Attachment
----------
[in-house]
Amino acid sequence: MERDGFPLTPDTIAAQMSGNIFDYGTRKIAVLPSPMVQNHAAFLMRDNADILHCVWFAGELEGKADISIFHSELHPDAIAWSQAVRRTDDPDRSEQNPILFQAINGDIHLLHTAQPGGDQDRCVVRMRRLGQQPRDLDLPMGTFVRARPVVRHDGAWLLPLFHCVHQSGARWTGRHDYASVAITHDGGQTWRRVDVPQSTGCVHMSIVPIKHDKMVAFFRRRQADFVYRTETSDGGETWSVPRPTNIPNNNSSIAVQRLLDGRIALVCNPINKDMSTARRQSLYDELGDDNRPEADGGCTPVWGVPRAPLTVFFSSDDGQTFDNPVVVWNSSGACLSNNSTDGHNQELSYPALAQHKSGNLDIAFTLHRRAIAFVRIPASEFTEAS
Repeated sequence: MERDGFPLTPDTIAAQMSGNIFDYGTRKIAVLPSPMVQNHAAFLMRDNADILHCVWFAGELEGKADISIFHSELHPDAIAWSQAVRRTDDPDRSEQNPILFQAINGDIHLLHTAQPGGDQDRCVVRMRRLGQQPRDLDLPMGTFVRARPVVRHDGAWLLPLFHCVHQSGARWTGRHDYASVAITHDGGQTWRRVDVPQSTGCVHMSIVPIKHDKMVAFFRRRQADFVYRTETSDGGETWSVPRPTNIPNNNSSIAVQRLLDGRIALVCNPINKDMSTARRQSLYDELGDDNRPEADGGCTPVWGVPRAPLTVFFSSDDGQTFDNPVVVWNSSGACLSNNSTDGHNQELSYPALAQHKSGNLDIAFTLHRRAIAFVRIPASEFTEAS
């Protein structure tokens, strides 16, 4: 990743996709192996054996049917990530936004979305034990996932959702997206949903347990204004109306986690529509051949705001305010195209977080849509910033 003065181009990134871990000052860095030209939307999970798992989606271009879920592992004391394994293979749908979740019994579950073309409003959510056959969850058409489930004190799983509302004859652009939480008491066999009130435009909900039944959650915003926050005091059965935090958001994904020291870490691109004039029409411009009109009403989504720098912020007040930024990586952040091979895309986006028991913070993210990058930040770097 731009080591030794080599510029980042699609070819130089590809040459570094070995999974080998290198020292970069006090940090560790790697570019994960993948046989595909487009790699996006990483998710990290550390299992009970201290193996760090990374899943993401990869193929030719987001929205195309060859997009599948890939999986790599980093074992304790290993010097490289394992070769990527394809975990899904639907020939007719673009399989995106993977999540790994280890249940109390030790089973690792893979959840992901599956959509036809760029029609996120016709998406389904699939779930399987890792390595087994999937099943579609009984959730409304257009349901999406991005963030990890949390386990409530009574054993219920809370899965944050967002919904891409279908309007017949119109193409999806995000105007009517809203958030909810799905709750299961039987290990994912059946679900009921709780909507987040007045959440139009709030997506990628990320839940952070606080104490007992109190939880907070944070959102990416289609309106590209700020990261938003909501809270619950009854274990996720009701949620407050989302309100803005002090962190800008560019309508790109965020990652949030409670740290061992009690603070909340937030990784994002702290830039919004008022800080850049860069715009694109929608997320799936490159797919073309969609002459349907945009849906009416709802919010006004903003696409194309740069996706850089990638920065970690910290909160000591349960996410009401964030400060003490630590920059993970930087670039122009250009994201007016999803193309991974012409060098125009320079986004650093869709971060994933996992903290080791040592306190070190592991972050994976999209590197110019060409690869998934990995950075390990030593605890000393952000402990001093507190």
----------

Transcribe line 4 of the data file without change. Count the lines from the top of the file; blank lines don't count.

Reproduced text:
């Protein structure tokens, strides 16, 4: 990743996709192996054996049917990530936004979305034990996932959702997206949903347990204004109306986690529509051949705001305010195209977080849509910033 003065181009990134871990000052860095030209939307999970798992989606271009879920592992004391394994293979749908979740019994579950073309409003959510056959969850058409489930004190799983509302004859652009939480008491066999009130435009909900039944959650915003926050005091059965935090958001994904020291870490691109004039029409411009009109009403989504720098912020007040930024990586952040091979895309986006028991913070993210990058930040770097 731009080591030794080599510029980042699609070819130089590809040459570094070995999974080998290198020292970069006090940090560790790697570019994960993948046989595909487009790699996006990483998710990290550390299992009970201290193996760090990374899943993401990869193929030719987001929205195309060859997009599948890939999986790599980093074992304790290993010097490289394992070769990527394809975990899904639907020939007719673009399989995106993977999540790994280890249940109390030790089973690792893979959840992901599956959509036809760029029609996120016709998406389904699939779930399987890792390595087994999937099943579609009984959730409304257009349901999406991005963030990890949390386990409530009574054993219920809370899965944050967002919904891409279908309007017949119109193409999806995000105007009517809203958030909810799905709750299961039987290990994912059946679900009921709780909507987040007045959440139009709030997506990628990320839940952070606080104490007992109190939880907070944070959102990416289609309106590209700020990261938003909501809270619950009854274990996720009701949620407050989302309100803005002090962190800008560019309508790109965020990652949030409670740290061992009690603070909340937030990784994002702290830039919004008022800080850049860069715009694109929608997320799936490159797919073309969609002459349907945009849906009416709802919010006004903003696409194309740069996706850089990638920065970690910290909160000591349960996410009401964030400060003490630590920059993970930087670039122009250009994201007016999803193309991974012409060098125009320079986004650093869709971060994933996992903290080791040592306190070190592991972050994976999209590197110019060409690869998934990995950075390990030593605890000393952000402990001093507190």